Thanks in advance!

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Re: Staking Kits, Ease of Use?
« Reply #13 on: June 08, 2017, 09:06:01 am »
Disclaimer: This post was originally posted by Hero Member, mjb8743. This user is located in Zone 7, South NJ, Garden State. This was originally posted on June 14, 2007.

I got mine at Burpee. Its 5 x 60, with 6" sq. mesh, and cost $17.95. Since its nylon, you can cut it to fit. The 5 is perfect for 2 EBs end on end (I'm not sure about when the casters and stake system is in place).

http://www.burpee.com/product/gardening+supplies/garden+growing/garden+trellis+netting++-+5%27+x+60%27.do?search=basic&keyword=trellis&sortby=newArrivals&page=1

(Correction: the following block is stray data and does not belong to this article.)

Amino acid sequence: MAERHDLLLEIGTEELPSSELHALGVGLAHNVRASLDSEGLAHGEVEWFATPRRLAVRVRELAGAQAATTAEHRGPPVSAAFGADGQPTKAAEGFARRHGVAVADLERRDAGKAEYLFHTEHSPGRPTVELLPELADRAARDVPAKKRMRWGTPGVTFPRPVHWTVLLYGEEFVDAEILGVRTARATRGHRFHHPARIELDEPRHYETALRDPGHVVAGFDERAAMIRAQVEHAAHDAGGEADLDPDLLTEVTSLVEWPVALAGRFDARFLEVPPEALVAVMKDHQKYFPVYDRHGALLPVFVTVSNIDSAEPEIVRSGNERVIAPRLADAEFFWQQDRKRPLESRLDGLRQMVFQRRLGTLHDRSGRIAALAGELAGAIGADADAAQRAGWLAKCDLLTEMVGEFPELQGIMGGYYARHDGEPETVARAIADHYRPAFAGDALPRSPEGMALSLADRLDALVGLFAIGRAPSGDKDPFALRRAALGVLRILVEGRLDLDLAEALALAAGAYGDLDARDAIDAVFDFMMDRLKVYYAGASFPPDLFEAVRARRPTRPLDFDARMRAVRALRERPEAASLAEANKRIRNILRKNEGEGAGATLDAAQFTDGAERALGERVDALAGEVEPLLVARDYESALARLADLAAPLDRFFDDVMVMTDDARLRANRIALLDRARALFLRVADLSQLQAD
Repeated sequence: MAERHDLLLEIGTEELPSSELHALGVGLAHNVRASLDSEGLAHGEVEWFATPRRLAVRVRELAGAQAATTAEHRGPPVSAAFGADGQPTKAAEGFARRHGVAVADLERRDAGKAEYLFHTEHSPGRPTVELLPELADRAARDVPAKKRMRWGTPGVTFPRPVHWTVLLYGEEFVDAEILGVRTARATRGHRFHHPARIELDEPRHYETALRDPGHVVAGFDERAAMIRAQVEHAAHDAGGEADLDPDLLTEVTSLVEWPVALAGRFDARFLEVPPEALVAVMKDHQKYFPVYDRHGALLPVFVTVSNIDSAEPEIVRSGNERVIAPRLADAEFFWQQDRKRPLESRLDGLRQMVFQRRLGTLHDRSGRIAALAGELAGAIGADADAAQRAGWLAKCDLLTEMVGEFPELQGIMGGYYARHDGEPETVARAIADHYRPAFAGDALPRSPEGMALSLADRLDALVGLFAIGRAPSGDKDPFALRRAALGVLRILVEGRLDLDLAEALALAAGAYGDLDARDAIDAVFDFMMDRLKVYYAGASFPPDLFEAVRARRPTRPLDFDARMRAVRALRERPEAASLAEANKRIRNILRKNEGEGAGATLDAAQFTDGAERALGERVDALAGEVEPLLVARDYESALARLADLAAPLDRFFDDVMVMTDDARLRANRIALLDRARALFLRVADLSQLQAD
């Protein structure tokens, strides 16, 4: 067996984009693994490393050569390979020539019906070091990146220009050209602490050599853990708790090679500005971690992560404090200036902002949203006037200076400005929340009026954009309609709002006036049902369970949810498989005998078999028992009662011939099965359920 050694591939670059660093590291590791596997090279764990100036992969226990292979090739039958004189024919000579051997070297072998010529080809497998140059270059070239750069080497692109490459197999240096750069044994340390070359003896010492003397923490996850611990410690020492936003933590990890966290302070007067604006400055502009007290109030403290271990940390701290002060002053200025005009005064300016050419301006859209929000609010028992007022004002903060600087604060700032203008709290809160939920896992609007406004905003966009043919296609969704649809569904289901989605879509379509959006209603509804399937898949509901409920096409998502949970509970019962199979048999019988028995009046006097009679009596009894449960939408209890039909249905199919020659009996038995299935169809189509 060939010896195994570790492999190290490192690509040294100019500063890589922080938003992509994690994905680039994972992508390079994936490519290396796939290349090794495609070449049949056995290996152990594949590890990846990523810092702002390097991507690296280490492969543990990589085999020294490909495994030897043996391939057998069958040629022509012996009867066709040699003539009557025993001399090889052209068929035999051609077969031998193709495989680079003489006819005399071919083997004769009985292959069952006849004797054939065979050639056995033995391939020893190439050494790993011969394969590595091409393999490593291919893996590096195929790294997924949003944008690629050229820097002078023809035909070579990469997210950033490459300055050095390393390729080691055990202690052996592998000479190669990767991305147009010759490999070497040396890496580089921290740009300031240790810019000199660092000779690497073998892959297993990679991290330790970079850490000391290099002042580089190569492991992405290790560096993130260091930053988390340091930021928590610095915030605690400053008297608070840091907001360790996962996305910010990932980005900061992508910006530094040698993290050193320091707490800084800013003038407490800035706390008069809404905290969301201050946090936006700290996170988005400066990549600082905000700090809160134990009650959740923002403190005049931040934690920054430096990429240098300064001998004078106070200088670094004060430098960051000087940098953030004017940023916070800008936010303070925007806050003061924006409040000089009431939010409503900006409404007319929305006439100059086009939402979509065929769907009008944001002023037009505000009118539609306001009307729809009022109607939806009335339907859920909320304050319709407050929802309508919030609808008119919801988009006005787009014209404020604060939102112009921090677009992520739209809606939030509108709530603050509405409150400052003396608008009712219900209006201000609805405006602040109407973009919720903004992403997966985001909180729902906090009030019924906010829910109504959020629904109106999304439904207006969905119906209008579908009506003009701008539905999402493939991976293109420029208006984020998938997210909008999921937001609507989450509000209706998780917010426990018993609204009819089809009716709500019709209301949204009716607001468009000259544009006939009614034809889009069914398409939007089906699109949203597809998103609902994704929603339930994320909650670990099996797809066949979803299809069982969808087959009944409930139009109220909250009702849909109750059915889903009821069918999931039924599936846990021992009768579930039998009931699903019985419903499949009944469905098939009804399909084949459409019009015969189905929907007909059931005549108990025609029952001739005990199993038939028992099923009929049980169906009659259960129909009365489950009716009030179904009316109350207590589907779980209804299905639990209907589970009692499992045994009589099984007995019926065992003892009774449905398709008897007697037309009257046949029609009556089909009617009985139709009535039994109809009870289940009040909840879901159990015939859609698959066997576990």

My setup uses EMT conduit sunk in the ground and spanning 2 EBs. The netting is woven along the sides and top bar.

Mickie

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Re: Staking Kits, Ease of Use?
« Reply #14 on: June 08, 2017, 09:07:48 am »
Disclaimer: This post was originally posted by Hero Member, Woodflower8. This user is located in Herndon, VA NW of DC Zone 6b-7a. This was originally posted on June 18, 2007.

What is EMT conduit?  I've used knee highs for years with the tops cut off...they're wonderful and stretch with the plants.